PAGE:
An Alternative to Destroying Overruns: A Q&A with Books for Asia Director Melody Zavala
Extra: How can publishers take part in this program?
Zavala: That’s the beauty of it. We make it easy for publishers … most everything is done by e-mail. First, we start with a brief phone or e-mail conversation to get a general idea of what kind of material a publisher has for donation and when the material was published. In general, we do not accept books published before 2002, though there are exceptions. Via e-mail, we ask the publisher to give us an “offer list”—a list of the actual books they are interested in donating. This list can be generated by the publisher’s own inventory system as long as it include titles, ISBN numbers, year of publication, and the quantity available for donation. We also provide a template that publishers can fill out if they prefer. Via e-mail, we return the list with a column that indicates the quantities we can accept by title. [Then,] the publisher instructs their warehouse to fulfill the order and send the books to our warehouse in San Leandro, Calif. We send the publisher an acknowledgment letter for tax purposes, and we e-mail their communications staff to make arrangements to link their logo and Web site to ours, if desired.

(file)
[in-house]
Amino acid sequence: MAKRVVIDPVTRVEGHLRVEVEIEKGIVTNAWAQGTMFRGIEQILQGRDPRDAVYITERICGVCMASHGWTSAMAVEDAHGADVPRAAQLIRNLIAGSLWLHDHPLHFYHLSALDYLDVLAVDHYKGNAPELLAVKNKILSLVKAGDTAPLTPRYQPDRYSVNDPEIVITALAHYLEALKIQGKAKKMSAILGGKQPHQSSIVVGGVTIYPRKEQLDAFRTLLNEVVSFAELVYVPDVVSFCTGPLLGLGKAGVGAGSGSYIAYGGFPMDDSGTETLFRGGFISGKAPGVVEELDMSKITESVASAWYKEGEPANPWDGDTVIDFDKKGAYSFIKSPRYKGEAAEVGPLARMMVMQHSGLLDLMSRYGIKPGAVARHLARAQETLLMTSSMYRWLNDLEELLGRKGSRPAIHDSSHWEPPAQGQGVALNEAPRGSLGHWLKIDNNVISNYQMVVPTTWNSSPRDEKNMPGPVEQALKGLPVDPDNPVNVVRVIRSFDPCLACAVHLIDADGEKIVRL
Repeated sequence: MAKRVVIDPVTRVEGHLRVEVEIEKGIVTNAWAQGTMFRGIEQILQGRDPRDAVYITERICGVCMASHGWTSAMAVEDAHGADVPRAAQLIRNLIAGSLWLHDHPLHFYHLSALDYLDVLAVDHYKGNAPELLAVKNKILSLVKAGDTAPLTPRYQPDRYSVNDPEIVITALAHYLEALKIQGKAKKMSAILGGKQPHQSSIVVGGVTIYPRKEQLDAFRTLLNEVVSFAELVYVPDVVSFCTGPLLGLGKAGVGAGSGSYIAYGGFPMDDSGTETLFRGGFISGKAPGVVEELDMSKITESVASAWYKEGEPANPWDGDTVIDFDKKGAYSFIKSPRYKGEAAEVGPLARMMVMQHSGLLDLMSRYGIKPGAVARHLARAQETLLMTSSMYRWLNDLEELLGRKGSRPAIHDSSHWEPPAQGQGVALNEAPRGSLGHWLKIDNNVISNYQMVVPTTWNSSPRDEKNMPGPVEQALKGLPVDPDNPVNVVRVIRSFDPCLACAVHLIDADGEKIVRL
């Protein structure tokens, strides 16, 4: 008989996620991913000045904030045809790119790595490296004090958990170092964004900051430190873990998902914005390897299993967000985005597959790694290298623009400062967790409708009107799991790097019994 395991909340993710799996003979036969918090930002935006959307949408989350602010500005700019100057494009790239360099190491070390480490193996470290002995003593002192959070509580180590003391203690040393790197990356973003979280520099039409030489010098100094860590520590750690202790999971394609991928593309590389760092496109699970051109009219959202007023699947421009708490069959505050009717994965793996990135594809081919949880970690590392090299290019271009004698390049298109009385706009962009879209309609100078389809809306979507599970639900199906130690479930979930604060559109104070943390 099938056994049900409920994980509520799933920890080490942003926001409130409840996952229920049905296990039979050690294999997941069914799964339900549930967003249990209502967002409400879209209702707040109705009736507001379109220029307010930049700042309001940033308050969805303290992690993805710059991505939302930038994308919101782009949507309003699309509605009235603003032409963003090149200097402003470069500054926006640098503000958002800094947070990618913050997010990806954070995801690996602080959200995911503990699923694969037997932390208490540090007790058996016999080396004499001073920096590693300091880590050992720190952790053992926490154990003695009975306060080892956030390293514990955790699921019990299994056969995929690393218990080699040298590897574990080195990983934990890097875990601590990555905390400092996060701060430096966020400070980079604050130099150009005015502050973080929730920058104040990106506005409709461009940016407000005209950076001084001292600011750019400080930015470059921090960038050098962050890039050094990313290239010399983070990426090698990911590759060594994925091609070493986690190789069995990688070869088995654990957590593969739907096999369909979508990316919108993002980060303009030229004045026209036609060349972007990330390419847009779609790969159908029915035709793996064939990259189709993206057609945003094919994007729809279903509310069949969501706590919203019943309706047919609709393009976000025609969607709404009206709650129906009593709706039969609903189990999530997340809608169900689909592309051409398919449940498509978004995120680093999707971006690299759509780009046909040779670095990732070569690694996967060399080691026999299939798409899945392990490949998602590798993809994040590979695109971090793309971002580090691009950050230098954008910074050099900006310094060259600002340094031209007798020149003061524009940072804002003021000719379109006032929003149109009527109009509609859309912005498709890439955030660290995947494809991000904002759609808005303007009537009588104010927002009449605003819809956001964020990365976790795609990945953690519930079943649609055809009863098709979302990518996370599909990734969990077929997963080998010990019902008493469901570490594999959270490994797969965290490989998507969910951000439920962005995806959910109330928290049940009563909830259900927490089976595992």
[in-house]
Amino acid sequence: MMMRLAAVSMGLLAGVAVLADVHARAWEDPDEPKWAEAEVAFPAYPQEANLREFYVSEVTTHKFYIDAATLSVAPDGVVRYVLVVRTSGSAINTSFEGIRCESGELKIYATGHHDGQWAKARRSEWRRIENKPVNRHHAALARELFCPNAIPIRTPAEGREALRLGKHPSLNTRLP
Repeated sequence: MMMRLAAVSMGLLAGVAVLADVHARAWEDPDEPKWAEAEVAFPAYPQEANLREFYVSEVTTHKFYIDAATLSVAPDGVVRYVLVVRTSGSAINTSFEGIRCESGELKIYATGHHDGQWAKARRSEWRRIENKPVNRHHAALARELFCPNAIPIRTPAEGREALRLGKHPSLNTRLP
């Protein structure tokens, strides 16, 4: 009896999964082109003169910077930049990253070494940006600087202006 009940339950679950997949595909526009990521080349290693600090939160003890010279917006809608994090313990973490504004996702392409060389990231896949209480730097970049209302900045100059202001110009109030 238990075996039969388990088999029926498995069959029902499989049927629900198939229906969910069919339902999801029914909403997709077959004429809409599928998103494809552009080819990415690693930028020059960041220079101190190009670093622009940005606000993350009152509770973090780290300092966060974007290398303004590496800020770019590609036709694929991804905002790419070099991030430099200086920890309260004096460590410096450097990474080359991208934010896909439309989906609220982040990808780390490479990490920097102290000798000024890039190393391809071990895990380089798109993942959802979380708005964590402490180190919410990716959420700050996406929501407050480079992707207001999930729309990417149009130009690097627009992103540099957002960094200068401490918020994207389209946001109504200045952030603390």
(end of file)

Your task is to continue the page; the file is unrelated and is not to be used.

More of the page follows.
For publishers who have been prior donors, they simply periodically e-mail us an offer list, we reply with quantities and titles we can distribute, and so on. … We take a look at that and turn it around in a day. … Then we allocate it to the countries [and] distribute [it] through our field offices on the ground. There are no third parties. Instead of sending it to the pulp, [the publishers] send it to us.
Extra: What types of books are most in need there?
Zavala: The short answer is everything. The more refined answer is primary, secondary and university textbooks and children’s readers. We always need more materials. … A lot of the communities we work in are print poor. The community doesn’t have a lot of material for kids to develop that interest and love for reading. Beyond that—reference materials. Books for Asia is a program of The Asia Foundation … [and] lot of its programs deal with government and law. There’s a lot of work in the legal sector, engineering and medicine.